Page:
Blackout/All Clear, Connie Willis

<em class="BookTitle">Blackout</em>/<em class="BookTitle">All Clear</em>, Connie Willis

Blackout: Bantam Spectra, 2010, 491 pages, C$18.00 tp, ISBN 978-0-345-51983-2
All Clear: Bantam Spectra, 2010, 640 pages, C$30.00 hc, ISBN 978-0-553-80767-7

I had little intention of reading Blackout/All Clear before it was nominated for this year’s Hugo Awards.  I quite like Connie Willis as a person (one of my proudest achievements as a panellist at SF conventions was making her laugh at the other end of the table), but I’ve had mixed reactions to her fiction and the sight of a story big enough to run over two thick separate volumes wasn’t reassuring to me after her overlong 2001 novel Passage.

Then it got nominated for the Hugo Awards, as Connie Willis fiction usually is.

But now that I’ve read the diptych, I trust my first instincts more than ever.  Another rethread in her “Fire Watch” universe in which innocent time-traveling historians get lost in history due to academic incompetence (and subsequently have terrible things happen to them), Blackout/All Clear showcases the British experience during World War 2.  It plays in a sombre key and, judging by its length and scope, is clearly meant to be a major entry in Willis’ bibliography.

The set-up will be familiar to anyone who has read Willis’ 1992 Hugo-Winning Doomsday Book: By 2060, the Oxford History department may have a time machine, but they’re woefully disorganized, can’t seem to get the knack of twentieth-century wireless communication devices, and seem content to let academic incompetence run the show.  The rest of the story is just as obvious: When three historians are sent to World War 2 and seem to be prevented from making it back to their rendezvous point to return to 2060, something is afoot.  Is it simply coincidence or the fabric of time getting unravelled?  Are our protagonists stuck forever in the 1940s or will they find their way back home?

Not to spoil anything, but there are three possible answers to what can happen to misplaced time travelers.  They can either come back home the easy way (via time machine), come back home the hard way (which involves a lot of waiting) or they can die.  There are three historians.  You can guess what’s likely to happen to each of them.

What’s harder to figure out, however, is how or why an established institution like Oxford can’t arrange a time-travel post office somewhere in its vaults for stranded travelers to send messages forward in time.  But then again, idiot plotting has often been a staple of Willis’ fiction, and we get a lot of it stretched over the story’s 1,200+ pages.  People not communicating essential information to each other; so-called trained historians not knowing basic facts about their era of study; woefully misused technology; fake suspense due to authorial intervention… Blackout/All Clear often shows the not-so-hidden hand of the writer moving her pieces on the chessboard, not out of organic plot development, but out of arbitrary decree.  The lengthy result, properly edited, could have been much shorter.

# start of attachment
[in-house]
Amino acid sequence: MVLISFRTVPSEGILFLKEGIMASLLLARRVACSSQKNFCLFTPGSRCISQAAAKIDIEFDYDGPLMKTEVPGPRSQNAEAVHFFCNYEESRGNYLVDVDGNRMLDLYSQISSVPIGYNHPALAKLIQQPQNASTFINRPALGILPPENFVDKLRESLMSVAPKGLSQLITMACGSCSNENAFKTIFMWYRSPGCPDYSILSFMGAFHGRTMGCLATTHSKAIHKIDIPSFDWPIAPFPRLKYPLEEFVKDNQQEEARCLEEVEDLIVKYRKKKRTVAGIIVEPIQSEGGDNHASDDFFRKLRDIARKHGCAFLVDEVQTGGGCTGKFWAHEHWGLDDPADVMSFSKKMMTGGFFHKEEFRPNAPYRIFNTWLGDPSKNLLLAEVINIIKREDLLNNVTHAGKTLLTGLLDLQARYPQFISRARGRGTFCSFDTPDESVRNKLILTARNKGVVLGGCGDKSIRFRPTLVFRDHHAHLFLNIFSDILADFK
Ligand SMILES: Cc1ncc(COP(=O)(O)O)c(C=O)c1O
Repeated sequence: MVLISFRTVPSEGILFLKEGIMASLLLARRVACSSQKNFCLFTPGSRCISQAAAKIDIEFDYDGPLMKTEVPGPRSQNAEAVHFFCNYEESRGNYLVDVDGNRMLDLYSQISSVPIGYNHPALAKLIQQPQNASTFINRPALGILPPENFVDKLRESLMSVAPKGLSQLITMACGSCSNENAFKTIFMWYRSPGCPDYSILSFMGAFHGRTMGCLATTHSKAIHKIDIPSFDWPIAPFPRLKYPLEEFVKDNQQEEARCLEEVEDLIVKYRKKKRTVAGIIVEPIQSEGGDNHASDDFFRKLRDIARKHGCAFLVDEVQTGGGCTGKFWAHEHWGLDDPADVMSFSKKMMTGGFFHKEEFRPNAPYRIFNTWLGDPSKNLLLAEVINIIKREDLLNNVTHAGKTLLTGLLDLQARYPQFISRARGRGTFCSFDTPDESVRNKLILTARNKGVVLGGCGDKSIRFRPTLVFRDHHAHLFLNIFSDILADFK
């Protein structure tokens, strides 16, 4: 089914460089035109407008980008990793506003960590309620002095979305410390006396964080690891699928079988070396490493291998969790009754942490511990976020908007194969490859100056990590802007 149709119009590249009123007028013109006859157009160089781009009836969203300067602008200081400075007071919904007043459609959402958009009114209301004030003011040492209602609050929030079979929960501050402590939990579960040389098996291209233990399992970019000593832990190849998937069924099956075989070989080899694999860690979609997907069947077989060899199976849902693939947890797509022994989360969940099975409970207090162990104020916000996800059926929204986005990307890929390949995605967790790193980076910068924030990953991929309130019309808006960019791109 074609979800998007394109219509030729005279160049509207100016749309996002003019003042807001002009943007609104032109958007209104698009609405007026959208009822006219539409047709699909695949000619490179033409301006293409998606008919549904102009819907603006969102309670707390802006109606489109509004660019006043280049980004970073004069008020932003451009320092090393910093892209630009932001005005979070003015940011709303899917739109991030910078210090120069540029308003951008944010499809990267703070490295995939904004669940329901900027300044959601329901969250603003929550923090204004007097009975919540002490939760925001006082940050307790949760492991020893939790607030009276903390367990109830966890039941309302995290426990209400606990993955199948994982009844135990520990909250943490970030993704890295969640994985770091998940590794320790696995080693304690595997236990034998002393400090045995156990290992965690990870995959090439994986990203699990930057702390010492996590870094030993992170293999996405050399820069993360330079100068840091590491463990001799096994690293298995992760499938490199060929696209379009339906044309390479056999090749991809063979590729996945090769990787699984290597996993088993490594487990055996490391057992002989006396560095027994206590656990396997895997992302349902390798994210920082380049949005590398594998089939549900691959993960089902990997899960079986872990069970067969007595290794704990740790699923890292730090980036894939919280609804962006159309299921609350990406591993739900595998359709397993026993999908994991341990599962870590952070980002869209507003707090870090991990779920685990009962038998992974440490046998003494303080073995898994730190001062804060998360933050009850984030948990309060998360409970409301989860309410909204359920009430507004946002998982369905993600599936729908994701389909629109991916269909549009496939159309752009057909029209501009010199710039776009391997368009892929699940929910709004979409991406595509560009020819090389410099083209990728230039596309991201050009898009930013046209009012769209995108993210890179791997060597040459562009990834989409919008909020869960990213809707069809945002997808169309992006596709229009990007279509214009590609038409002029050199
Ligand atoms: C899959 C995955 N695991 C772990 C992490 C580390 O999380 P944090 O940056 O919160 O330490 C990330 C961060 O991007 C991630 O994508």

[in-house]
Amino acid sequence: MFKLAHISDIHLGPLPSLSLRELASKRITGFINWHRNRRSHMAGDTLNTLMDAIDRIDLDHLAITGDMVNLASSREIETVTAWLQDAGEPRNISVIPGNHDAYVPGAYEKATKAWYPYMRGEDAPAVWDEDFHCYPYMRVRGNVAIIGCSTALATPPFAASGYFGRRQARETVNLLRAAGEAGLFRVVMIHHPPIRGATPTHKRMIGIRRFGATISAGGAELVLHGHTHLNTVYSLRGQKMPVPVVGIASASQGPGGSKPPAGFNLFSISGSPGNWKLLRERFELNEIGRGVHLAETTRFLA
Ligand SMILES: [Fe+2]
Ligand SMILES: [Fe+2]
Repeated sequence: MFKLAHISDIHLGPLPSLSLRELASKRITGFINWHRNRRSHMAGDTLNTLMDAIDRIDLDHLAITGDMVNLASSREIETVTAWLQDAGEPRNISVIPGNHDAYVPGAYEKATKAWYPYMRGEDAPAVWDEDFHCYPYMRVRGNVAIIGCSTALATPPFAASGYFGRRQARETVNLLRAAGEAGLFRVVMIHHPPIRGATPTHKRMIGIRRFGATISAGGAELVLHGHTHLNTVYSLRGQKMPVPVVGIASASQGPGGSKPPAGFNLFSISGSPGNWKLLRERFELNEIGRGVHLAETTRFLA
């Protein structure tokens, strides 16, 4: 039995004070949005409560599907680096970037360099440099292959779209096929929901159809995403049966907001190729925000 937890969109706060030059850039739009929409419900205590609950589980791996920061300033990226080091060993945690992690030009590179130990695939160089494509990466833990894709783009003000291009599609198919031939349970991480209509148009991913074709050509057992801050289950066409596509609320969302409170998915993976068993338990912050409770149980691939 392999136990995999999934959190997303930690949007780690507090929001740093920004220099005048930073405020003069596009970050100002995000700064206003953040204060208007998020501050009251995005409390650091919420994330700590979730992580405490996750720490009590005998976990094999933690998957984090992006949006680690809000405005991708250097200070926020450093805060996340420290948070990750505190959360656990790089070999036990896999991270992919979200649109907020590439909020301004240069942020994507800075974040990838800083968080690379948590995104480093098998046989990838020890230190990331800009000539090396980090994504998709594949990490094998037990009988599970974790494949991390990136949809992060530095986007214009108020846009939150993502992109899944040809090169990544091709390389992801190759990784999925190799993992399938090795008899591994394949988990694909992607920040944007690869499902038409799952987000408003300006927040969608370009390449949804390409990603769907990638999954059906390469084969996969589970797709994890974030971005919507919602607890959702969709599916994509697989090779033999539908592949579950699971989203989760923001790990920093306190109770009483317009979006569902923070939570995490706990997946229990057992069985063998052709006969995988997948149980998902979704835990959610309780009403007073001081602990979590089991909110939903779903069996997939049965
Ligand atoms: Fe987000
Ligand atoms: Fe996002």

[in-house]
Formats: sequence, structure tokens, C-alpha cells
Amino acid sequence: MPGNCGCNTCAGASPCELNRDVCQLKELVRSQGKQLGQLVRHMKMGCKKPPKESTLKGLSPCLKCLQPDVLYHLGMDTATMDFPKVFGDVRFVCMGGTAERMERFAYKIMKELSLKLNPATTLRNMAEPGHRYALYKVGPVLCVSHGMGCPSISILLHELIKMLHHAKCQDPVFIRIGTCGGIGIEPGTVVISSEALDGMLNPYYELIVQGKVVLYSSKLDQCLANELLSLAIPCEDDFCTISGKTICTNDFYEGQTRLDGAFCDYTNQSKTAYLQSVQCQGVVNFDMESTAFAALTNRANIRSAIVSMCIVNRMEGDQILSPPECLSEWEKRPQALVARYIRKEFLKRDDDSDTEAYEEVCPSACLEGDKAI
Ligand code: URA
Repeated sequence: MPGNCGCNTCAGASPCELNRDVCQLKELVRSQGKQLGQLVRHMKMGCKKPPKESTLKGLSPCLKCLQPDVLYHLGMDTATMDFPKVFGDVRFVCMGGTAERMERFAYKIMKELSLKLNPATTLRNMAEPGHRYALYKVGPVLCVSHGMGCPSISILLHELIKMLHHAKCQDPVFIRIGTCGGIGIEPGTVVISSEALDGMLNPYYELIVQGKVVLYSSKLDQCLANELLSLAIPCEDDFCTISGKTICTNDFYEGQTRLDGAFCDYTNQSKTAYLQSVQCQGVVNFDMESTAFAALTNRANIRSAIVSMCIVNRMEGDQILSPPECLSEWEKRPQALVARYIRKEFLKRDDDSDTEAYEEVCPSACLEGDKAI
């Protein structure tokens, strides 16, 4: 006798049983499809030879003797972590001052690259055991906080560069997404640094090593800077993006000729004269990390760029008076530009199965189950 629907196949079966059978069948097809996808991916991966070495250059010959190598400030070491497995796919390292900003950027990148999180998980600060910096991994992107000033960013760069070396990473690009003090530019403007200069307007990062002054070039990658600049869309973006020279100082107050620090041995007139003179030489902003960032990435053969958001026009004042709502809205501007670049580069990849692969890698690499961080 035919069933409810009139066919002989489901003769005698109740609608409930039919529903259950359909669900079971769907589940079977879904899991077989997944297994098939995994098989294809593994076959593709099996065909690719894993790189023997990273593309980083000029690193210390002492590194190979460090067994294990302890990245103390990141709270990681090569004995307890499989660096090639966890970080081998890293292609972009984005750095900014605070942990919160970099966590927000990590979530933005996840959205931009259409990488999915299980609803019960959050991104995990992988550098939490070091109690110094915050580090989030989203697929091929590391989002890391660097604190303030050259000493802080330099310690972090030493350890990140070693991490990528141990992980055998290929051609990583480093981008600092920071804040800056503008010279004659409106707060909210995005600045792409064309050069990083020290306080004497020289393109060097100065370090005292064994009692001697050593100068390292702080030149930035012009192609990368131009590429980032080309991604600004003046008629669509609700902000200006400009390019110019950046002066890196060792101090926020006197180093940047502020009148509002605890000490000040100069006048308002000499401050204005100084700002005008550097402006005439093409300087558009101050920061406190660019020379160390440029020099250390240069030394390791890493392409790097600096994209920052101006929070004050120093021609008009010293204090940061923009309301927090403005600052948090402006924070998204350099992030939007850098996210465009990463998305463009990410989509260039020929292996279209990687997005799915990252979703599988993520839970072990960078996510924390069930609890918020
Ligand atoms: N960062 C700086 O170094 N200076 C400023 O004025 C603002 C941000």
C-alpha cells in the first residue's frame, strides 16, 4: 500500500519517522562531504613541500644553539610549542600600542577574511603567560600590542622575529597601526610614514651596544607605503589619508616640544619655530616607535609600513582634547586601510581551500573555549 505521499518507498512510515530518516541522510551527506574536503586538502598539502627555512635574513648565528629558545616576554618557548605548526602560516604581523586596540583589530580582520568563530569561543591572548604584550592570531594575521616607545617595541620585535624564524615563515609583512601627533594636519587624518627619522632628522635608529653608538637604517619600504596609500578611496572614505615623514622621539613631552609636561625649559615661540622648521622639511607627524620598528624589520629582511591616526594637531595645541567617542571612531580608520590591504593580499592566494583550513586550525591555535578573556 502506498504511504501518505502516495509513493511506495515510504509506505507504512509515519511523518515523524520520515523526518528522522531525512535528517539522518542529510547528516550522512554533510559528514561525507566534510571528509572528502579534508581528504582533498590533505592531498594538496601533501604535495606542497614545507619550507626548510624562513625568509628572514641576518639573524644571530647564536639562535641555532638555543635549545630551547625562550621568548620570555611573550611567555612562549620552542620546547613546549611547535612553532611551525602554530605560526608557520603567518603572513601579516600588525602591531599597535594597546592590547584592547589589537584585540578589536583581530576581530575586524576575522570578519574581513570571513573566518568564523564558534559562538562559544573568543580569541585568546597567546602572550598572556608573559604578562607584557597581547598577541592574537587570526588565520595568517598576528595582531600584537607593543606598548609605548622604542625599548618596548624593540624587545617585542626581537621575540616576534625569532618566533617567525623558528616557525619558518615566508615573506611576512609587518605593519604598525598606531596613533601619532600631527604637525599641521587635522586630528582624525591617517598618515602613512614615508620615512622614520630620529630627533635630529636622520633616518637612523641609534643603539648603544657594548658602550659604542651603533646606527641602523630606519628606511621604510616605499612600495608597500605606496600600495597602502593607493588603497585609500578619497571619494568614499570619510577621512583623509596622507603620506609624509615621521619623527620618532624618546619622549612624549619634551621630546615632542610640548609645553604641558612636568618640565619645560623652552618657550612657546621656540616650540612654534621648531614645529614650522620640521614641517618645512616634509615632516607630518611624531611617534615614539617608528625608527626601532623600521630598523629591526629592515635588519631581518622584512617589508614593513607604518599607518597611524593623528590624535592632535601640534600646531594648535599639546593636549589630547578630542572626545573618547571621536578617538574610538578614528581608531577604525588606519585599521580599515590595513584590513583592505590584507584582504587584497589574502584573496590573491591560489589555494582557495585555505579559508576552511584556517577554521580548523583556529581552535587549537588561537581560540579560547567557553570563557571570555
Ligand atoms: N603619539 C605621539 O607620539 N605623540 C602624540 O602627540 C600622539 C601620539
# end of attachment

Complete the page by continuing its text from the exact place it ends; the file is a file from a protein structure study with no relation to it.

But Willis has clearly researched her subject in detail, and seems determined to make readers suffer for that accumulation of knowledge.  The day-to-day details of life in WW2 London are described at length, almost as if Willis couldn’t decide whether she wanted to write a Science Fiction novel or a historical one.  In light of this over-accumulation of detail, it’s ironic that a number of other online commentators have commented (also at length) about the various inaccuracies in the book.  As a Canadian who traveled to London exactly once, I couldn’t make the difference most of the time… but even the colonial bumpkin that I am raised an eyebrow at the mention of the “Jubilee line” [All Clear, p.315], which wasn’t finished until 1979 and named after an event that took place in 1977!

The pacing of both books is glacial, and the suspense in following the characters as they seem to have been stranded in time through the whims of a capricious universe feel increasingly hollow as the plotting rests on a heap of contrivances.  One character seemingly dies so many times that by the time the Big Finish finally happens, we feel incredulous, cheated and unsatisfied.  The big cosmological question that obsesses our characters about their time-traveling slippage deflates to almost nothing by the end, while the romantic opportunities offered by time-travel and a mismatched couple seem to disappear underneath the rest of the novel’s endless course.  There is, to be fair, a good novel buried somewhere in Blackout/All Clear:  A short 400-pages novel, ruthlessly edited to actually focus on something.  Willis, alas, has now escaped most editing rigor.  While I can’t say that I disliked Blackout/All Clear that much, I did feel as if it was purposefully wasting my time.

[August 2011: Well huh: Blackout/All Clear won this year’s Hugo Award for best Novel.]

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